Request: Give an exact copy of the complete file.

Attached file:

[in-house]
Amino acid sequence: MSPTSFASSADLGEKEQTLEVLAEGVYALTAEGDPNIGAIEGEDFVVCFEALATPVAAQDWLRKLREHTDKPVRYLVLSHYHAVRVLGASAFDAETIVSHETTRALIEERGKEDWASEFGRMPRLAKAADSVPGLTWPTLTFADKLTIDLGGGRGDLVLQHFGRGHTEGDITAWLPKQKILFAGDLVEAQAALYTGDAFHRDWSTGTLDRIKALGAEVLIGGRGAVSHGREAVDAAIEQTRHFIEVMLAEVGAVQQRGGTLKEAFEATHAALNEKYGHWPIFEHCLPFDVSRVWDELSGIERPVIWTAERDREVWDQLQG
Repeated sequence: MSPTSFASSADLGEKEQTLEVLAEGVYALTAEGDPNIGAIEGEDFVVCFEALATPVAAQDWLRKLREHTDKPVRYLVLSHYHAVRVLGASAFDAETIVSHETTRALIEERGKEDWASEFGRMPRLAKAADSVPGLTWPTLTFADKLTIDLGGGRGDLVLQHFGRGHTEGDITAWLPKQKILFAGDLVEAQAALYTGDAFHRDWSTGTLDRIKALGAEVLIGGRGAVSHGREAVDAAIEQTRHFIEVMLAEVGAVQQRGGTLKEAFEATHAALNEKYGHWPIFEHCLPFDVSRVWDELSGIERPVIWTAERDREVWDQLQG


[in-house]
Amino acid sequence: MSPTSFASSADLGEKEQTLEVLAEGVYALTAEGDPNIGAIEGEDFVVCFEALATPVAAQDWLRKLREHTDKPVRYLVLSHYHAVRVLGASAFDAETIVSHETTRALIEERGKEDWASEFGRMPRLAKAADSVPGLTWPTLTFADKLTIDLGGGRGDLVLQHFGRGHTEGDITAWLPKQKILFAGDLVEAQAALYTGDAFHRDWSTGTLDRIKALGAEVLIGGRGAVSHGREAVDAAIEQTRHFIEVMLAEVGAVQQRGGTLKEAFEATHAALNEKYGHWPIFEHCLPFDVSRVWDELSGIERPVIWTAERDREVWDQLQG
Repeated sequence: MSPTSFASSADLGEKEQTLEVLAEGVYALTAEGDPNIGAIEGEDFVVCFEALATPVAAQDWLRKLREHTDKPVRYLVLSHYHAVRVLGASAFDAETIVSHETTRALIEERGKEDWASEFGRMPRLAKAADSVPGLTWPTLTFADKLTIDLGGGRGDLVLQHFGRGHTEGDITAWLPKQKILFAGDLVEAQAALYTGDAFHRDWSTGTLDRIKALGAEVLIGGRGAVSHGREAVDAAIEQTRHFIEVMLAEVGAVQQRGGTLKEAFEATHAALNEKYGHWPIFEHCLPFDVSRVWDELSGIERPVIWTAERDREVWDQLQG